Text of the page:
What to expect from a Biden administration regarding media issues

Right now, it’s too early to tell given Senate runoff races and the President’s refusal to concede – and even after he is seated, we still wouldn’t know 

If you think there’s going to be sweeping changes regarding media issues with an incoming Biden administration – you might want to think again. In fact, there might not be any – and not because they don’t want to do anything.

Back in November, Democrat Joe Biden beat President Donald Trump by seven million votes and by a score of 306 to 232 in the electoral college to become the nation’s 46th President. But Trump hasn’t conceded – in fact, he claimed he won and has sued to overturn the election, which in his opinion, was ripe with fraud in key swing states Biden won such as Michigan and Wisconsin but so far, failed to produce any evidence and is now looking to the Supreme Court to give him four more years in the White House – even going as far to throw out all legal votes cast for his opponent.

But instead of casting him to the curb, most Republicans have supported Trump’s motives – and when he leaves the White House (either voluntarily or by force), his departure is going to leave behind a lot of angry Republicans, who’ll vow not to work with the new Biden administration on anything as control of the Senate depends on who wins the two Georgia run-off races on January 5. If the Republicans win control, they’ll likely block every appointment Biden makes including who gets to run governmental agencies – including the Federal Communications Commission, an agency dogged with partisan in-fighting over the years dating back to when Chairman Tom Wheeler was running the organization.

To Chicagoans, it’s the same song played before – when Harold Washington won election to become the city’s first Black mayor in 1983, his first term was dogged with strife as a predominately white opposition bloc – formed by former alderman Ed Vrdolyak (10th) – stopped Washington at every turn refusing to appoint anyone nominated by him to any office. This led to the racially-divisive “Council Wars”, a name taken from a one-act satirical play about the conflict written by comedian Aaron Freeman, and the moniker “Beirut On The Lake”. It took a lawsuit over ward remapping and special elections to give Washington control of the City Council late in his first term.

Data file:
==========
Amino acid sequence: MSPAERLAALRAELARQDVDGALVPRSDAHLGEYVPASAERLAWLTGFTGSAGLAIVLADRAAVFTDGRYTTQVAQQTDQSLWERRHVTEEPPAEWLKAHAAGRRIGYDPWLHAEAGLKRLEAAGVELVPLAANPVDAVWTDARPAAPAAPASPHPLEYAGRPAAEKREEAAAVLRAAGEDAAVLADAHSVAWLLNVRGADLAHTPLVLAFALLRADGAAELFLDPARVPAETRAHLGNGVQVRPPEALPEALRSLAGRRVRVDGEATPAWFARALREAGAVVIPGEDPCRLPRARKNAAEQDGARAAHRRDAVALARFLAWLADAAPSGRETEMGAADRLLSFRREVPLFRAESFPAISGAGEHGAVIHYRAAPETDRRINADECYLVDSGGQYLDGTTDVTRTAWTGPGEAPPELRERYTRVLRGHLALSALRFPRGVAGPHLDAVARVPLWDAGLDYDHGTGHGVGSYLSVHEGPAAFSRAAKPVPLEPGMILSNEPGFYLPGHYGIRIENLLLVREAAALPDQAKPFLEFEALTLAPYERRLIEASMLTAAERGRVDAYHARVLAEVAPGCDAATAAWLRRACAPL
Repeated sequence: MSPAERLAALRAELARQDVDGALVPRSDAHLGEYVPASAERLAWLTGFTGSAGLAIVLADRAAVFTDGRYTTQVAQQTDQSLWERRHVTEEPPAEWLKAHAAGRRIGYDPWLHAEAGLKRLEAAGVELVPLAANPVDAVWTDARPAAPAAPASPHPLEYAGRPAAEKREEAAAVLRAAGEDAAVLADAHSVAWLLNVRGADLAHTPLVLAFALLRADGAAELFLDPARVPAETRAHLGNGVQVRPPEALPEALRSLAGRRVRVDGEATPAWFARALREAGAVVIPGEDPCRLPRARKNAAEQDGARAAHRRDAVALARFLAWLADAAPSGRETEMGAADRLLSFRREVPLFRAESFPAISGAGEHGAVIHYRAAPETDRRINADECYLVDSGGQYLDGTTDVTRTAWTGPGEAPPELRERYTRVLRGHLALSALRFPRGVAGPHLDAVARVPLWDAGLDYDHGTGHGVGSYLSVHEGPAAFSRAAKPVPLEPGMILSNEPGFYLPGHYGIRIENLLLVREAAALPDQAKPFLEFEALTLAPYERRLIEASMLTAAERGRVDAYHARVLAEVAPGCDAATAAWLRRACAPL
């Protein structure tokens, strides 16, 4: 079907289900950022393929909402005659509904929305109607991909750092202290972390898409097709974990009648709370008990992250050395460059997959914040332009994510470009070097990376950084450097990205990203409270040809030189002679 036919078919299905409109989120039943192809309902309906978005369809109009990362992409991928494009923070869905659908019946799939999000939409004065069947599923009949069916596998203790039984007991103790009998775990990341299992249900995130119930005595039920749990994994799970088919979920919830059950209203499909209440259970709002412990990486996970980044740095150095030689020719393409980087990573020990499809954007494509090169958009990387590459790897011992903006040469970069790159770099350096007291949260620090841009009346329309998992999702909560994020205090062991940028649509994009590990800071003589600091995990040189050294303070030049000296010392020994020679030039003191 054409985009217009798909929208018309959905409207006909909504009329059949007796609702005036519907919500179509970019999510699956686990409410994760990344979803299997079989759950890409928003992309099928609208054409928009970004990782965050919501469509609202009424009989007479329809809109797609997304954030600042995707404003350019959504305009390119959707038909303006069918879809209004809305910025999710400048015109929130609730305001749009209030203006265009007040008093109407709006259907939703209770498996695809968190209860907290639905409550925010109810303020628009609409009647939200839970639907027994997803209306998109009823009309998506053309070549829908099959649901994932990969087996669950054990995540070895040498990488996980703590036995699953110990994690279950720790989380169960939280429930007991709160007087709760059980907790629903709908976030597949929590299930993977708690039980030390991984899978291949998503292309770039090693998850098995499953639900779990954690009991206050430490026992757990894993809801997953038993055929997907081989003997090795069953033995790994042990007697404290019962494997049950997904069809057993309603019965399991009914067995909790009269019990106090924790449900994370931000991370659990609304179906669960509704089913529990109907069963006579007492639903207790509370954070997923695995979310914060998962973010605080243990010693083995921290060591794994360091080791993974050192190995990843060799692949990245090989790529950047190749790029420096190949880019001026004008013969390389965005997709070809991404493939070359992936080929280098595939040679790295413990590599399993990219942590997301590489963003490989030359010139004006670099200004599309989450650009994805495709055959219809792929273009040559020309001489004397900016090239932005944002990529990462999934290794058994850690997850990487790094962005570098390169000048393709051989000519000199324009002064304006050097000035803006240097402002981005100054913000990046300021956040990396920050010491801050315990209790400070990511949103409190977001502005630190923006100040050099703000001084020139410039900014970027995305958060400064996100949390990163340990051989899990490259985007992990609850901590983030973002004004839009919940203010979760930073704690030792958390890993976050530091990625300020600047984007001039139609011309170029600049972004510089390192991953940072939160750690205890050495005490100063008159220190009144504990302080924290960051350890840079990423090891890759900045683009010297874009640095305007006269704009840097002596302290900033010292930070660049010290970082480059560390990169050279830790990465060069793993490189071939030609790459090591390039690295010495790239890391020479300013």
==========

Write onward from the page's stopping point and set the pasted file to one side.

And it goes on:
Earlier this week, the Senate appointed Nathan Simington as the newest Republican member of the FCC replacing Michael O’Reilly, whose term ended Thursday after when President Trump revoked his nomination for a second term over support over the abolishment of Section 230 from the Communications Decency Act, which protects social media companies from lawsuit infringement as conservatives claimed it discriminated against them.

With Republican Chairman Ajit Pai departing in January, this would leave the commission in a 2-2 deadlock between Republicans and Democrats each. Depending on what happens in the Georgia runoffs, the FCC could be left with four members for sometime to come – possibly hamstringing any work the agency could do, including re-imposing net neutrality rules and expanding rural broadband access.

If Democrat Jessica Rosenworcel’s term expires next year and isn’t renewed by a GOP majority Senate, it could leave the chamber in an unusual position of controlling the FCC with a 2-1 advantage, which could stay this way until the next Presidential election, possibly holding up items such as television and radio station sales and other actions needing votes for FCC approval, which takes three votes – slowing any merger and acquisition activity to a grinding halt with the potential to anger investors.

Meanwhile, a FCC item from 2017 on new ownership rules is currently at the Supreme Court, and a decision is expected next summer. If the court finds in favor of the previous FCC, don’t look for any changes.

So in all reality, there isn’t much to say here given everything is in an suspended state of animation until everything is sorted out and resolved – and even then, we might not know.

But one thing we do know – you can get ready for a Capitol Hill version of “Council Wars”.


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